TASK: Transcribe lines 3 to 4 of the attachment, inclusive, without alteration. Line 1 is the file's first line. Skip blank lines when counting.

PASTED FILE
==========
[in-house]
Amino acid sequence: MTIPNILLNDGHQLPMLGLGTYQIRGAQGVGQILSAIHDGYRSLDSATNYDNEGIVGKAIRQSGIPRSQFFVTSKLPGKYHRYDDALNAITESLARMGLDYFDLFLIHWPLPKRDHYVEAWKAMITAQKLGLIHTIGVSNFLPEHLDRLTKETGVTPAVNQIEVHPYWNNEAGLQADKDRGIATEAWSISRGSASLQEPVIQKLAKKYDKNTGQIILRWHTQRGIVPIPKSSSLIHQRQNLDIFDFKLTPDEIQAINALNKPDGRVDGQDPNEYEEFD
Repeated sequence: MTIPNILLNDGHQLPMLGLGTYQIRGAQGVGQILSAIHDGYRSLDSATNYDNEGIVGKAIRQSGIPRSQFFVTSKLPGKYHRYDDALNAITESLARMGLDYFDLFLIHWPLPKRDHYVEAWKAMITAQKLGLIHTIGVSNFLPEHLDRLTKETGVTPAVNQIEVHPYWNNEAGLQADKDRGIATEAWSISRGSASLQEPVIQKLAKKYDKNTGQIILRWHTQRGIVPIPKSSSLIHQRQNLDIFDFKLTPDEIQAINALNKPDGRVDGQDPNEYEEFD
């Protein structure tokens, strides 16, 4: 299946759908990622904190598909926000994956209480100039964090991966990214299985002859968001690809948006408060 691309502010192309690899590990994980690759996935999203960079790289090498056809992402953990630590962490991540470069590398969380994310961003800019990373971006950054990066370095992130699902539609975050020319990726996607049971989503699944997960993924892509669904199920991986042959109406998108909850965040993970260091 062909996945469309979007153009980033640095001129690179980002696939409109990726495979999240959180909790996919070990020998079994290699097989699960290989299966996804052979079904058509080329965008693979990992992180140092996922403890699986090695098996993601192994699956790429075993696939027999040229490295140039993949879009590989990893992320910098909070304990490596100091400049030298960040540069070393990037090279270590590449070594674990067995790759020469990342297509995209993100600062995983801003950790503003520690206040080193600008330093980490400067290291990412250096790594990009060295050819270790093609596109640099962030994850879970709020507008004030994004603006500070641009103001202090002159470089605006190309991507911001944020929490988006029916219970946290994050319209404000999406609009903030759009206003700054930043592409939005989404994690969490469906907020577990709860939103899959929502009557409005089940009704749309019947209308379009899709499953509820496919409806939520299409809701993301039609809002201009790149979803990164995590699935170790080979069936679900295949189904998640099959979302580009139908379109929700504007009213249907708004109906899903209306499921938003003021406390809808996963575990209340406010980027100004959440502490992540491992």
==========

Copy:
Repeated sequence: MTIPNILLNDGHQLPMLGLGTYQIRGAQGVGQILSAIHDGYRSLDSATNYDNEGIVGKAIRQSGIPRSQFFVTSKLPGKYHRYDDALNAITESLARMGLDYFDLFLIHWPLPKRDHYVEAWKAMITAQKLGLIHTIGVSNFLPEHLDRLTKETGVTPAVNQIEVHPYWNNEAGLQADKDRGIATEAWSISRGSASLQEPVIQKLAKKYDKNTGQIILRWHTQRGIVPIPKSSSLIHQRQNLDIFDFKLTPDEIQAINALNKPDGRVDGQDPNEYEEFD
């Protein structure tokens, strides 16, 4: 299946759908990622904190598909926000994956209480100039964090991966990214299985002859968001690809948006408060 691309502010192309690899590990994980690759996935999203960079790289090498056809992402953990630590962490991540470069590398969380994310961003800019990373971006950054990066370095992130699902539609975050020319990726996607049971989503699944997960993924892509669904199920991986042959109406998108909850965040993970260091 062909996945469309979007153009980033640095001129690179980002696939409109990726495979999240959180909790996919070990020998079994290699097989699960290989299966996804052979079904058509080329965008693979990992992180140092996922403890699986090695098996993601192994699956790429075993696939027999040229490295140039993949879009590989990893992320910098909070304990490596100091400049030298960040540069070393990037090279270590590449070594674990067995790759020469990342297509995209993100600062995983801003950790503003520690206040080193600008330093980490400067290291990412250096790594990009060295050819270790093609596109640099962030994850879970709020507008004030994004603006500070641009103001202090002159470089605006190309991507911001944020929490988006029916219970946290994050319209404000999406609009903030759009206003700054930043592409939005989404994690969490469906907020577990709860939103899959929502009557409005089940009704749309019947209308379009899709499953509820496919409806939520299409809701993301039609809002201009790149979803990164995590699935170790080979069936679900295949189904998640099959979302580009139908379109929700504007009213249907708004109906899903209306499921938003003021406390809808996963575990209340406010980027100004959440502490992540491992």